At one point during his ministry Jesus asked the twelve, “Who do people say that the Son of Man is?” They reported that some claimed he was John the Baptist or Elijah or one of the other prophets risen from the dead. Then he posed the question directly to them, “Who do you say that I am?”
This is THE question in the New Testament—the question of Jesus’ identity. Is he the Christ, the Son of the Living God? Or is he a fraud, an impostor? Or maybe it was as some in his own only family had thought, that he was delusional.
There are still many differences of opinion today. Some people say he was an ordinary rabbi who was misunderstood by the twelve; that they made claims for him that he never made for himself; that they put words in his mouth he never spoke; that he never claimed to be the Messiah or the Son of God, but in their zeal for him they made grand and exaggerated claims on his behalf.
Some people say that he did in fact make the claims the Bible says he made, but that he was something of a megalomaniac. He had delusions of grandeur, and his disciples were gullible enough to have believed him.
Others have claimed that there was no historical Jesus; that was is a creation of the early church. The idea is that somehow among the many variants of the Jewish faith in the first century, a group was formed that we now refer to as Christianity; that this group’s actual origins have been lost to us, but the group itself invented a mythic figure who it claimed was the group’s originator.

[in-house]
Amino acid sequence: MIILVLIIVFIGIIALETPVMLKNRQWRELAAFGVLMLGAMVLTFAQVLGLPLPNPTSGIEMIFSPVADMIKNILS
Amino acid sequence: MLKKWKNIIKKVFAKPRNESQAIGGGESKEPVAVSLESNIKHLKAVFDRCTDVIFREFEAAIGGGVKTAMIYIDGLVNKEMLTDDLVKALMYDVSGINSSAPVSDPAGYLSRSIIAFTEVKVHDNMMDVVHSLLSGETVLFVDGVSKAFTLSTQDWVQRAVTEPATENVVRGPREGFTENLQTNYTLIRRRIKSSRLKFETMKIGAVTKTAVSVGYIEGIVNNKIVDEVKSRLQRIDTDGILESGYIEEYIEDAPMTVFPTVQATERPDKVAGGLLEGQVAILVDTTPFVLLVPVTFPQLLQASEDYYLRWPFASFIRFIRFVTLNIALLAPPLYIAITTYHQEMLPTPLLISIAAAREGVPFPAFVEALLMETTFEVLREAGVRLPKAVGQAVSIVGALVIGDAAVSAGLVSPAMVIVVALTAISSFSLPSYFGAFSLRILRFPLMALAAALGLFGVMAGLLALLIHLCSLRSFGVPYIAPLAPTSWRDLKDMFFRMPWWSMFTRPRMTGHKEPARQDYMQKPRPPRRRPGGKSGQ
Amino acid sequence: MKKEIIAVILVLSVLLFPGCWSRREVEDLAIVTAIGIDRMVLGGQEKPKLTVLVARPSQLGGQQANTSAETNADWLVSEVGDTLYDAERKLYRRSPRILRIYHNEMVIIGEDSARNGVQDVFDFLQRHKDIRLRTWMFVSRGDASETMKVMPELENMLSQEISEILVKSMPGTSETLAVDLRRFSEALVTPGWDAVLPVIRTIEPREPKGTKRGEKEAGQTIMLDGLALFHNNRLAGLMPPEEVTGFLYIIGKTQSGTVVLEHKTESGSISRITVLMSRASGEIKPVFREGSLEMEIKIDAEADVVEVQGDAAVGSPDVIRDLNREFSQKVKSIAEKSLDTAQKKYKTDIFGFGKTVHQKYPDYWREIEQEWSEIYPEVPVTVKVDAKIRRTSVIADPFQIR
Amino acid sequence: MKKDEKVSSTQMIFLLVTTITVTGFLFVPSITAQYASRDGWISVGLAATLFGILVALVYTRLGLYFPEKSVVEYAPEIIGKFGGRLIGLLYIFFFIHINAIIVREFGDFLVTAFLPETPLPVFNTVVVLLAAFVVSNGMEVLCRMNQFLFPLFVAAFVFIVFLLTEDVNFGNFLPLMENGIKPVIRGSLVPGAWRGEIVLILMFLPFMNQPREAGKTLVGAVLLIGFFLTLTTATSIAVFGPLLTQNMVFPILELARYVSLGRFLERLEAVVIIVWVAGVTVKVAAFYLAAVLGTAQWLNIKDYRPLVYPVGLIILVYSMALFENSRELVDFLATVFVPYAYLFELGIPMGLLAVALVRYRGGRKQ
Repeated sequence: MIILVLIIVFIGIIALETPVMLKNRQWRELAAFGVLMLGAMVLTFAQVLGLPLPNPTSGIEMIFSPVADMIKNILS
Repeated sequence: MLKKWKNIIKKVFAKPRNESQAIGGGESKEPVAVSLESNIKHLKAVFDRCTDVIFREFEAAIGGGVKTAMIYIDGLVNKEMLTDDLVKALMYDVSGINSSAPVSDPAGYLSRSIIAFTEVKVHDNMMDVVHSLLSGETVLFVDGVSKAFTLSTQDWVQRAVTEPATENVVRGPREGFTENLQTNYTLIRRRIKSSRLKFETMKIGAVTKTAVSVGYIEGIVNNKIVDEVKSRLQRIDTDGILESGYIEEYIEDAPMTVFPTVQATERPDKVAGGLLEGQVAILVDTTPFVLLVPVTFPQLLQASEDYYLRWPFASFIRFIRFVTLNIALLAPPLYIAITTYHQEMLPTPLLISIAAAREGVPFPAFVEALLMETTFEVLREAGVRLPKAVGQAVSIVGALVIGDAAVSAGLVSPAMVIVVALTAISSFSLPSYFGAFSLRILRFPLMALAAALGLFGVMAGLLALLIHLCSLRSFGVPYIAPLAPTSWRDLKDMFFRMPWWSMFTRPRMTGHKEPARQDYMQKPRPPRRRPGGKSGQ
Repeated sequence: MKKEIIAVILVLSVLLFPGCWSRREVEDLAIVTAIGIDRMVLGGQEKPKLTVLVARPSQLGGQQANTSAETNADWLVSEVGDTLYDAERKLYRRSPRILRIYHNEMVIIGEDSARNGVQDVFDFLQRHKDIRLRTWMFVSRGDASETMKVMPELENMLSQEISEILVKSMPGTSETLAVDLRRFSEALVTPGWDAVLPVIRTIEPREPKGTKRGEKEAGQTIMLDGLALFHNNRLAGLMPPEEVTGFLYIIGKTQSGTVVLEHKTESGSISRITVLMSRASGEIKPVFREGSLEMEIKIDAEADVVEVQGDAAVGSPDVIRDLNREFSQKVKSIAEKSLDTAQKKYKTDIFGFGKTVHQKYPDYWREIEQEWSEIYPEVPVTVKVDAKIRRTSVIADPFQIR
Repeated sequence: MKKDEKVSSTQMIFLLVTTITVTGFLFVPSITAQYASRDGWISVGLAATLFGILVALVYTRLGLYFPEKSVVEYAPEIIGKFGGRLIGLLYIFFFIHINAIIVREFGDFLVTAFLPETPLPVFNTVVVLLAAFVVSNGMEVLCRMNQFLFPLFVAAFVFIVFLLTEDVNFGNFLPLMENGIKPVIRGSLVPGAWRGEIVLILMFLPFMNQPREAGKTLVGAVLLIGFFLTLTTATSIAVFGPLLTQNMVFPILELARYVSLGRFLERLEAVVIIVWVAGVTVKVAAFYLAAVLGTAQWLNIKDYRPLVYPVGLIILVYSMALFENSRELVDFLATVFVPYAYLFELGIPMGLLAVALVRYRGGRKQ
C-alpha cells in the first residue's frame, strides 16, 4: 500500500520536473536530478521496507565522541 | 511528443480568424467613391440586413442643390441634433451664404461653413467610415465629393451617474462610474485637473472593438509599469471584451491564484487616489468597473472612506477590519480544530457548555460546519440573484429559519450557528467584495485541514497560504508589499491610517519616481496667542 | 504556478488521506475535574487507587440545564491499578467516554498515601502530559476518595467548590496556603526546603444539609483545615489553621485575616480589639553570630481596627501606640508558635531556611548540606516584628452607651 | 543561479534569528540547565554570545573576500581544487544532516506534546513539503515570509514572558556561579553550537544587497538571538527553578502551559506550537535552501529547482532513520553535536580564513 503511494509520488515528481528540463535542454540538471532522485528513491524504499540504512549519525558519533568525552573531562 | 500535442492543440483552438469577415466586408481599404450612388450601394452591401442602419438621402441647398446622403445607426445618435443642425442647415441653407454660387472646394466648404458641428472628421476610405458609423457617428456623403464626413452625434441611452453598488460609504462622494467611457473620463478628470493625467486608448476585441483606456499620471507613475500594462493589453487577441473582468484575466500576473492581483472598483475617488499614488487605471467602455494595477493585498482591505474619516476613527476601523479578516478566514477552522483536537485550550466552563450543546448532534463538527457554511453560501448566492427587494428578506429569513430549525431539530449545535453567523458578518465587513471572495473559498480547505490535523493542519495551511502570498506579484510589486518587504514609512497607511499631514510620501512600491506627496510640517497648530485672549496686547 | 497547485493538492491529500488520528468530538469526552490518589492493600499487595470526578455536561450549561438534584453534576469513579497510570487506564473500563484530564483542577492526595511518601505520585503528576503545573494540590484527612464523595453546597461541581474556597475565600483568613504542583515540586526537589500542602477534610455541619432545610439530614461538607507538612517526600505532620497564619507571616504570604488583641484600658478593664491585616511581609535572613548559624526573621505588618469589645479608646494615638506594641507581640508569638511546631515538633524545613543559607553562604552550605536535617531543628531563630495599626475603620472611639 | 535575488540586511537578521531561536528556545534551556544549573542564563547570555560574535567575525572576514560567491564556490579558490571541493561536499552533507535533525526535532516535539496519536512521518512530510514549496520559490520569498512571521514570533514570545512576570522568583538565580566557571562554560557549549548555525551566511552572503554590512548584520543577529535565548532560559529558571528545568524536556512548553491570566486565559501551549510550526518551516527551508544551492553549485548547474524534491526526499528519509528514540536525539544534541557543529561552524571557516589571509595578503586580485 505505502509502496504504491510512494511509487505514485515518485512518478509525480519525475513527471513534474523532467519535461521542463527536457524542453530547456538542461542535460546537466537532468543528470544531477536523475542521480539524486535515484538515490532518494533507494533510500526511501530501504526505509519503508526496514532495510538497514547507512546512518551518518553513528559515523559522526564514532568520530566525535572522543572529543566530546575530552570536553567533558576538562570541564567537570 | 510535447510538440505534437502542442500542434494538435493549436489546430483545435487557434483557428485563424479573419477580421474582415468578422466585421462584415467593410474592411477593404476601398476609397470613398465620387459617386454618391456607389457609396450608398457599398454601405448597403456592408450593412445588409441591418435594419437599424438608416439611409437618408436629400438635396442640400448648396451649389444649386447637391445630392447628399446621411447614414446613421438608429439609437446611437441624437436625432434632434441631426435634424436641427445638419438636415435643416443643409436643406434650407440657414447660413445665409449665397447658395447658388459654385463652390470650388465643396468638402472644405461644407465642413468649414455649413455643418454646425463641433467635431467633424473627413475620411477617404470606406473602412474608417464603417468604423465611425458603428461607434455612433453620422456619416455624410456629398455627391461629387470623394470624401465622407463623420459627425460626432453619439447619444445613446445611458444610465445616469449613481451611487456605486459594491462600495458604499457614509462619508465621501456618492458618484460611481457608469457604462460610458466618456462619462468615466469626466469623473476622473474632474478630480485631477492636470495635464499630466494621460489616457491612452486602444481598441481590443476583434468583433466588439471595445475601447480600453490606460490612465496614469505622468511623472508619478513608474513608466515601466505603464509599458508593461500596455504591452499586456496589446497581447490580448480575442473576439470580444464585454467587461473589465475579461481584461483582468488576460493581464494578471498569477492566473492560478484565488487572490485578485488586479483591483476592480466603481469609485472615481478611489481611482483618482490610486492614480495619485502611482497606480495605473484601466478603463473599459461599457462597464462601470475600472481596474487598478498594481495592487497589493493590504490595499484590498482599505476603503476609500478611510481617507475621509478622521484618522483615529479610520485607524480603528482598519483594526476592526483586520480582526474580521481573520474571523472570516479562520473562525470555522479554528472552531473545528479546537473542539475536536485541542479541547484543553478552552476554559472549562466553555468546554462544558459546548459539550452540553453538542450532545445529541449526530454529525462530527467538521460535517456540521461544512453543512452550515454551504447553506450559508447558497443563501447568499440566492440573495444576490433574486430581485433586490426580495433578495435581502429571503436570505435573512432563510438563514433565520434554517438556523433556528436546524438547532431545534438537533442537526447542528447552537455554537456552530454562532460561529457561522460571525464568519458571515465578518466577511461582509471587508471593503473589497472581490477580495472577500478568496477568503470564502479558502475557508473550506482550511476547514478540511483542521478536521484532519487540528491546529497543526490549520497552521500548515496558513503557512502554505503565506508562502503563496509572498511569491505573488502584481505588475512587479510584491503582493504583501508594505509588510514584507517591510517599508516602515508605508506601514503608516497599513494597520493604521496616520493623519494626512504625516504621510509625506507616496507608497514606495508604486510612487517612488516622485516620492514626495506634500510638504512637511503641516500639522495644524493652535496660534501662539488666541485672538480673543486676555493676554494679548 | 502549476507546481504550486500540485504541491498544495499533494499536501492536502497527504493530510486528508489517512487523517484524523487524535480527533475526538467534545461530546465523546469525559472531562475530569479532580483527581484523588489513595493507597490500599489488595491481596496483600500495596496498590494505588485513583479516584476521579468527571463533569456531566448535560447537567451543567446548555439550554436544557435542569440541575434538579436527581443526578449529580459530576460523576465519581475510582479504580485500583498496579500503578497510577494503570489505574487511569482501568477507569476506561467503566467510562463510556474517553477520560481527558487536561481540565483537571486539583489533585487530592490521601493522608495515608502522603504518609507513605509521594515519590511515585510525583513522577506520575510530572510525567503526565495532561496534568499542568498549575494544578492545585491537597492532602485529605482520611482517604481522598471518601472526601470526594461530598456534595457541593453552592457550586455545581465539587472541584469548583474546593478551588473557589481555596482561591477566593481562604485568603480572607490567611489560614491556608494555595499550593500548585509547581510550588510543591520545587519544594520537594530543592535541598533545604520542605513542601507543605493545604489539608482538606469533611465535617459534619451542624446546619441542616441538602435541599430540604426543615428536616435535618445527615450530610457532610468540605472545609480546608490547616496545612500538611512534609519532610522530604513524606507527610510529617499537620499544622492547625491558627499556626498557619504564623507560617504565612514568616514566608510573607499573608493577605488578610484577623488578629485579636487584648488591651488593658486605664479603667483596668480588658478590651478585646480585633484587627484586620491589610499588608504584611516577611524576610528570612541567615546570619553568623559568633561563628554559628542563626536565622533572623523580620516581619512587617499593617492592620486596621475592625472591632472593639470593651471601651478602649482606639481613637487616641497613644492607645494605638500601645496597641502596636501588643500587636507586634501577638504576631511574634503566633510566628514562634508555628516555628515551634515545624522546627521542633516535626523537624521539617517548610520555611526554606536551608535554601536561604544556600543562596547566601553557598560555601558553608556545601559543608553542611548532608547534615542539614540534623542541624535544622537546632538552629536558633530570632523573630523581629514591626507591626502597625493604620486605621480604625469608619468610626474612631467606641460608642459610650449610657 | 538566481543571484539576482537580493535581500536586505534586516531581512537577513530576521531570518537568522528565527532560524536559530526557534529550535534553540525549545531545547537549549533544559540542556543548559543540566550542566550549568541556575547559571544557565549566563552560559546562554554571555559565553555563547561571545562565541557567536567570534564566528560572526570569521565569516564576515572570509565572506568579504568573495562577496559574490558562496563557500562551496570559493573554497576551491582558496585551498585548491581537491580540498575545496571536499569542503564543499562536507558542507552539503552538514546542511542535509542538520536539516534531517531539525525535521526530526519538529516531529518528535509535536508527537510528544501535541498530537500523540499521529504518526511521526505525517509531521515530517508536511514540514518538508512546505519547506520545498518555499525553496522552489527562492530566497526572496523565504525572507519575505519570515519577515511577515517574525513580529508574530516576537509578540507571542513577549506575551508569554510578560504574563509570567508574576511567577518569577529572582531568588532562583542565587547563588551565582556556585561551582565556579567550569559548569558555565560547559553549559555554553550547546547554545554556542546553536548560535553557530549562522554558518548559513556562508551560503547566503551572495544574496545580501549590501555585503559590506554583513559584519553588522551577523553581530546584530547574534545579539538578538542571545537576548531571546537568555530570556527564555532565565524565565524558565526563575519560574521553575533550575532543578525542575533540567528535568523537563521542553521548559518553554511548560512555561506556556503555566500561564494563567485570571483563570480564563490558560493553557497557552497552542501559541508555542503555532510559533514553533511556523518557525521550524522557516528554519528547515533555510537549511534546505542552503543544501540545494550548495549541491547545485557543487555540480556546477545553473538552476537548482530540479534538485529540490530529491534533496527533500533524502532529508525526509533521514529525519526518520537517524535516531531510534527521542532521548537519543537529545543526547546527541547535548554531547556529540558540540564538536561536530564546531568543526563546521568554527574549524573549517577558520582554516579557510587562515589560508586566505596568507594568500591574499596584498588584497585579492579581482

Muslims claim that Jesus was only a prophet, and nothing more. They are willing to concede that he was the greatest prophet until Muhammad came along, but still only a prophet. They claim further that much of his teaching was distorted by his followers so that the Bible cannot be trusted with regard to what it says about him.
Hindus are very happy to admit that Jesus was more than a prophet. They’re happy to add him to their pantheon of gods; but he is just one of many, and in no way unique.
There are as many, if not more, differences of opinion about him today as there were in the first century. And the question each one of us has to answer is the question he put to his disciples: “Who do you say that I am?” This question is the very point at issue in the most basic confession of the Christian faith: Jesus is Lord (Rom. 10:9). And it’s important to add that the correct answer can be given in words and at the same time denied in practice. Jesus isn’t interested in a merely theoretical answer. He’s interested in the answer that comes from the core of our being. This answer is reflected not only in what we say, but also in our heart’s affection and in our behavior.
Who do you—by your words, affections, and behavior—say that he is?